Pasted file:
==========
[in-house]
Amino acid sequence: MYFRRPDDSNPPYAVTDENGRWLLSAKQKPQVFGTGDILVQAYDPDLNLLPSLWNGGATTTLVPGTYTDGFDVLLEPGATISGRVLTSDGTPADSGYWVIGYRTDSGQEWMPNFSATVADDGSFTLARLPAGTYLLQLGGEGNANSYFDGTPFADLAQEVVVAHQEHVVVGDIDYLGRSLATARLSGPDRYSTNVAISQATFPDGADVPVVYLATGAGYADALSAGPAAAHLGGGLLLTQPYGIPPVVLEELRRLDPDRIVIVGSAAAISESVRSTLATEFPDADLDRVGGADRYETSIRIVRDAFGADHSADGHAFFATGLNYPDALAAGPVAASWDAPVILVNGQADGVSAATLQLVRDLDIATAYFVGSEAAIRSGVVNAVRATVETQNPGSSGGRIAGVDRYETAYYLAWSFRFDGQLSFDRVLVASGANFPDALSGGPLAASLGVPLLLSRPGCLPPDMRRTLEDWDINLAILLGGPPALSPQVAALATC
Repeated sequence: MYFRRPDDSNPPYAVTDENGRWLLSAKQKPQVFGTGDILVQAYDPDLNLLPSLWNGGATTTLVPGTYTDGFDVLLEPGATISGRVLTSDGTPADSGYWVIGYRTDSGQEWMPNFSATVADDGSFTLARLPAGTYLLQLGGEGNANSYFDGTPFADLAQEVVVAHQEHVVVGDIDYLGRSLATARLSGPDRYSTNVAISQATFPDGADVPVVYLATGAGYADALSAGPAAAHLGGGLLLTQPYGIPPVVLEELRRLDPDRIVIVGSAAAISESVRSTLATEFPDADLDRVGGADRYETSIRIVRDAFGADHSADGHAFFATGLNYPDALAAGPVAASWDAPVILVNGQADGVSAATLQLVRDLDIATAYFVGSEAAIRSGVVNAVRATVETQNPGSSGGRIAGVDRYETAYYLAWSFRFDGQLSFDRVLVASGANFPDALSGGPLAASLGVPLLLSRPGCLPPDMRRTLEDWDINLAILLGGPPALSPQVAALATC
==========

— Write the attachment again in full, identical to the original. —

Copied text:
[in-house]
Amino acid sequence: MYFRRPDDSNPPYAVTDENGRWLLSAKQKPQVFGTGDILVQAYDPDLNLLPSLWNGGATTTLVPGTYTDGFDVLLEPGATISGRVLTSDGTPADSGYWVIGYRTDSGQEWMPNFSATVADDGSFTLARLPAGTYLLQLGGEGNANSYFDGTPFADLAQEVVVAHQEHVVVGDIDYLGRSLATARLSGPDRYSTNVAISQATFPDGADVPVVYLATGAGYADALSAGPAAAHLGGGLLLTQPYGIPPVVLEELRRLDPDRIVIVGSAAAISESVRSTLATEFPDADLDRVGGADRYETSIRIVRDAFGADHSADGHAFFATGLNYPDALAAGPVAASWDAPVILVNGQADGVSAATLQLVRDLDIATAYFVGSEAAIRSGVVNAVRATVETQNPGSSGGRIAGVDRYETAYYLAWSFRFDGQLSFDRVLVASGANFPDALSGGPLAASLGVPLLLSRPGCLPPDMRRTLEDWDINLAILLGGPPALSPQVAALATC
Repeated sequence: MYFRRPDDSNPPYAVTDENGRWLLSAKQKPQVFGTGDILVQAYDPDLNLLPSLWNGGATTTLVPGTYTDGFDVLLEPGATISGRVLTSDGTPADSGYWVIGYRTDSGQEWMPNFSATVADDGSFTLARLPAGTYLLQLGGEGNANSYFDGTPFADLAQEVVVAHQEHVVVGDIDYLGRSLATARLSGPDRYSTNVAISQATFPDGADVPVVYLATGAGYADALSAGPAAAHLGGGLLLTQPYGIPPVVLEELRRLDPDRIVIVGSAAAISESVRSTLATEFPDADLDRVGGADRYETSIRIVRDAFGADHSADGHAFFATGLNYPDALAAGPVAASWDAPVILVNGQADGVSAATLQLVRDLDIATAYFVGSEAAIRSGVVNAVRATVETQNPGSSGGRIAGVDRYETAYYLAWSFRFDGQLSFDRVLVASGANFPDALSGGPLAASLGVPLLLSRPGCLPPDMRRTLEDWDINLAILLGGPPALSPQVAALATC